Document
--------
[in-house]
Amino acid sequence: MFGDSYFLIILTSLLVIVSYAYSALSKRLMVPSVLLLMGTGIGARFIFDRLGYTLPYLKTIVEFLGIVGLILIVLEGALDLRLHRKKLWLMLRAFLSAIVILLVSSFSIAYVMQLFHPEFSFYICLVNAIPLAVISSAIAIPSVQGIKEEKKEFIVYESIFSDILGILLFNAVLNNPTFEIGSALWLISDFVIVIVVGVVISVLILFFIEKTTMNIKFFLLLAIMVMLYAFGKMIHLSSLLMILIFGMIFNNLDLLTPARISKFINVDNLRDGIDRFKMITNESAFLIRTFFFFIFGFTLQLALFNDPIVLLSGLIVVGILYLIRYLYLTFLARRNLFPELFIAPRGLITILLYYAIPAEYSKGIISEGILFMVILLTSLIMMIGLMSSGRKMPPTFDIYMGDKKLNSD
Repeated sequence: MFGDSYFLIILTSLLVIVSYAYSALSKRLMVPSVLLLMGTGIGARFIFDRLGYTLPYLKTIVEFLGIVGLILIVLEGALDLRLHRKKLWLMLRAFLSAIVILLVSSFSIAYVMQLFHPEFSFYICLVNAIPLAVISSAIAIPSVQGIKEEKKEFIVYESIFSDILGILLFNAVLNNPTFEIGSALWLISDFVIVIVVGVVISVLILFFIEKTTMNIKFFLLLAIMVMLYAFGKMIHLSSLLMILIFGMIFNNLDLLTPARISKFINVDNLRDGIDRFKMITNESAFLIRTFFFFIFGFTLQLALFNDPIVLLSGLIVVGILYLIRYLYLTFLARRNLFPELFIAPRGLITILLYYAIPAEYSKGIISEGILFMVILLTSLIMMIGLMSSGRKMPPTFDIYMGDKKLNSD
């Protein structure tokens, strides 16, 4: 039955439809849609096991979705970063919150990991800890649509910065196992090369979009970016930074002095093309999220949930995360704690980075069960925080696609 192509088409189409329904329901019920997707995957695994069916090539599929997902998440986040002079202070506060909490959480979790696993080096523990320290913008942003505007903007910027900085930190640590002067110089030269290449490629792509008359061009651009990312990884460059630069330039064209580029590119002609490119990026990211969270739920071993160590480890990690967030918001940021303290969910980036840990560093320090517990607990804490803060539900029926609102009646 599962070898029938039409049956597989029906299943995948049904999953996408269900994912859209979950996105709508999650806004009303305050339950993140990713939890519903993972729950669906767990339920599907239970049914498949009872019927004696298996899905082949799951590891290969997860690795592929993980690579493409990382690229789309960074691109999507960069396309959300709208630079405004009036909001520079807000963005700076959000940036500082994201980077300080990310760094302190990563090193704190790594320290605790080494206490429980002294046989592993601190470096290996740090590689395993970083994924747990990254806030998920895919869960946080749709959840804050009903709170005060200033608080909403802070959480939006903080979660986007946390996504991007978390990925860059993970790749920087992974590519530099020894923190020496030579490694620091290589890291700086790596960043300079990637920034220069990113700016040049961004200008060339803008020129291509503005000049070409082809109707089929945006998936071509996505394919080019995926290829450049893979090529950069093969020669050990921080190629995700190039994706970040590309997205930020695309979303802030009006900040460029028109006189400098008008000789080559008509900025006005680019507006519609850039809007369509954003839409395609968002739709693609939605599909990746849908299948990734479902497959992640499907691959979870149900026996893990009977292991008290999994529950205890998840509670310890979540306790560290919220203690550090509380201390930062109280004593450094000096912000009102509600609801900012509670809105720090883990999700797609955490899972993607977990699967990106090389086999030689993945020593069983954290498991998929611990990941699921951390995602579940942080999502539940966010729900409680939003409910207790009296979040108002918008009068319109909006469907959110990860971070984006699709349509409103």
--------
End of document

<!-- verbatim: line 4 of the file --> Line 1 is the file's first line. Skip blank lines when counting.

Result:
């Protein structure tokens, strides 16, 4: 039955439809849609096991979705970063919150990991800890649509910065196992090369979009970016930074002095093309999220949930995360704690980075069960925080696609 192509088409189409329904329901019920997707995957695994069916090539599929997902998440986040002079202070506060909490959480979790696993080096523990320290913008942003505007903007910027900085930190640590002067110089030269290449490629792509008359061009651009990312990884460059630069330039064209580029590119002609490119990026990211969270739920071993160590480890990690967030918001940021303290969910980036840990560093320090517990607990804490803060539900029926609102009646 599962070898029938039409049956597989029906299943995948049904999953996408269900994912859209979950996105709508999650806004009303305050339950993140990713939890519903993972729950669906767990339920599907239970049914498949009872019927004696298996899905082949799951590891290969997860690795592929993980690579493409990382690229789309960074691109999507960069396309959300709208630079405004009036909001520079807000963005700076959000940036500082994201980077300080990310760094302190990563090193704190790594320290605790080494206490429980002294046989592993601190470096290996740090590689395993970083994924747990990254806030998920895919869960946080749709959840804050009903709170005060200033608080909403802070959480939006903080979660986007946390996504991007978390990925860059993970790749920087992974590519530099020894923190020496030579490694620091290589890291700086790596960043300079990637920034220069990113700016040049961004200008060339803008020129291509503005000049070409082809109707089929945006998936071509996505394919080019995926290829450049893979090529950069093969020669050990921080190629995700190039994706970040590309997205930020695309979303802030009006900040460029028109006189400098008008000789080559008509900025006005680019507006519609850039809007369509954003839409395609968002739709693609939605599909990746849908299948990734479902497959992640499907691959979870149900026996893990009977292991008290999994529950205890998840509670310890979540306790560290919220203690550090509380201390930062109280004593450094000096912000009102509600609801900012509670809105720090883990999700797609955490899972993607977990699967990106090389086999030689993945020593069983954290498991998929611990990941699921951390995602579940942080999502539940966010729900409680939003409910207790009296979040108002918008009068319109909006469907959110990860971070984006699709349509409103």